Narrowly the best sat nav app out there, for our money, this is comparable to a mid- to high-end standalone TomTom. For moderately heavy travellers and the habitually lost, it's worth the cash
A versatile app with a lovely UI that gives consistently decent navigation
cheaper than a standalone GPS unit
Lane Guidance is very handy
There are several decent rivals to this that are free
it's not as comfortable in built-up, urban areas
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Fancy a TomTom satnav, but are currently without the 90 to 200-ish pounds that such a thing might cost? Well you can invest in one for much less if you've already invested in a smartphone which, as a reader of this site, we think it's fair to guess you have.
The app costs £34.99/$24.99, and before you go, you'll need a power source for your car and a thing to stick it in front of your eyes safely while you drive. We like the Belkin USB Car Charger and the Montar Universal Car Mount. Altogether, that takes your investment up to half the cost of an entry level TomTom satnav, assuming you already have a smartphone – we're reviewing the iOS app here, but the Android one is essentially identical. Right, let's hit the road.
Of course, there's a map on your screen with a big arrow pretending to be a car, directions and a posh gentleman or lady directing you to your mum's, but TomTom have also poured a lot of the special sauce used in their standalone satnav products on this app.
So things like Lane Guidance (a handy picture of the junction you're approaching with idiot proof arrows suggesting which lane would be a smart choice), lifetime maps with up to four updates a year, daily map updates from TomTom's roaming army of route nerds and "IQ routes" which work out the fastest routes informed by criteria like time of day.
Traffic: TomTom's traffic alerts service is £14.99 for a year, but unusually you can pay £2.49 a month, so try before you buy, or purchase when you know you'll have a lot of complicated journeys. And similarly speed camera support is £1.49 a month or £14.99 for a year. Silly voices – Homer, Yoda, Wallace and Grommit etc – come at a not-so-amusing £3.99 a pop.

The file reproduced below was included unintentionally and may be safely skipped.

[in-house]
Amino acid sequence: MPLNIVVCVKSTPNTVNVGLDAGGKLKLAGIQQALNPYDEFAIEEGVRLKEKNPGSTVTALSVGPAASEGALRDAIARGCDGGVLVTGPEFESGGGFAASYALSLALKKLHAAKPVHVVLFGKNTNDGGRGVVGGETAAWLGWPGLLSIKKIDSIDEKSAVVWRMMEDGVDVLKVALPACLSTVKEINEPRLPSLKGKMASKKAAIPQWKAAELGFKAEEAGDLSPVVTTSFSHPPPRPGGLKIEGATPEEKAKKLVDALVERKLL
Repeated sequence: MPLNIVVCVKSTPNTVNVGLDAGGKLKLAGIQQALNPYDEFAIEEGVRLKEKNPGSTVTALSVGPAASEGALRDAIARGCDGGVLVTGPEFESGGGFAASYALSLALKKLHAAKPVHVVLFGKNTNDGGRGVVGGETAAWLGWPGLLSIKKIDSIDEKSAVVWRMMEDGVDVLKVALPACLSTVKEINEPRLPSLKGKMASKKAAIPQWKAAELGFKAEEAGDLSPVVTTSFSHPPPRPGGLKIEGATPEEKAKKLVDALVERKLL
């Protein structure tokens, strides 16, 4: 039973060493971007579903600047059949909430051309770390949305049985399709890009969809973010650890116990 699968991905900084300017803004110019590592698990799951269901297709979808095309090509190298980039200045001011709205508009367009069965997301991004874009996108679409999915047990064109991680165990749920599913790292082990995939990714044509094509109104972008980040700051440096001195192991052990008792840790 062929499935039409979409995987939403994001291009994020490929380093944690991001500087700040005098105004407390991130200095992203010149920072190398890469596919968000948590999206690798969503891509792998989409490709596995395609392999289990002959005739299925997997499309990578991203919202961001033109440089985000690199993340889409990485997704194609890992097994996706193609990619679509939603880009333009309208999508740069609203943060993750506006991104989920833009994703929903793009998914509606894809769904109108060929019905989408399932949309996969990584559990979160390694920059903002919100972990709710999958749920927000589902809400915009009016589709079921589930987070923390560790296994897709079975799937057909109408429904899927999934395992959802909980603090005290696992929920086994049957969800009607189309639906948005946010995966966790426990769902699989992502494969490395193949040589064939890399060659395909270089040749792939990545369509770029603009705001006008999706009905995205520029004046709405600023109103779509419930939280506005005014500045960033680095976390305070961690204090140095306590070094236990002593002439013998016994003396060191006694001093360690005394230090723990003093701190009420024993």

Fire this up and you're presented with a clean UI of just eight options, but these open up a smart and logical option tree to access content and organise your routes. So "Navigate to…" expands with 12 more things to press, including Favourites, Address, Recent Destinations, Places, Photo, People and Events, with many of these linking into content sitting in your smartphone.
"Events" will pluck appointments straight from your work calendar or Facebook events, "Photo" will direct you to any geo-tagged image from your library and "People" will scour your contacts list for chums. Favourites, point of interest, recent destinations and post code are all straightforward.
It can even stalk your social network chums, enabling you to follow their lives vicariously depending on their check ins. Bit creepy. And you can share destination and arrival details to Facebook and Twitter.
Choose a destination and it throws it on screen alongside time to destination which counts down – stalling if you hit traffic – distance to it, expected time of arrival, your next turn and current state of your battery and the maps are clear and easy on the eye, with a nice clicky ding-dong when you're approaching a douchey speed camera.
In the demerit section: for turns, the arrow just gets a bit bigger on the road, with no separate indication of the actual turn, which feels slightly counterintuitive (unhelpful, some might say) and it pays mini-roundabouts literally no head whatsoever, which takes some getting used to. And it definitely seems to suck the juice more readily from the phone than other apps, presumably because of the heavy use of GPS. An in-car charger is a must here, really.
That aside, there's little to complain about here. The routes are consistent, the experience is tight and it all works nicely. It's near enough to a a full-fat sat nav experience to justify the price, in short, and better in some respects, such as the touchscreen. TomTom also graciously makes it easy to leap back into key in-car phone features such as Siri, calls and music.
What downside issues there are tend to come in towns, where the more tightly packed streets mean the GPS sometimes struggles to get a grip. That's down to the hardware as opposed to the app, however.
This is convincingly one of the best navigation apps on the market and TomTom's experience and expertise shines through constantly. It uses your phone's content innovatively and smartly in a superior way to competing apps, and being able to edit menus themselves: move and delete options is a nice touch.
If there's any issue, it's with the iPhone: its GPS is not always as good as what you'll find on a higher-end standalone device. This presents few issues on motorways and in the countryside, but can cause occasional problems in town.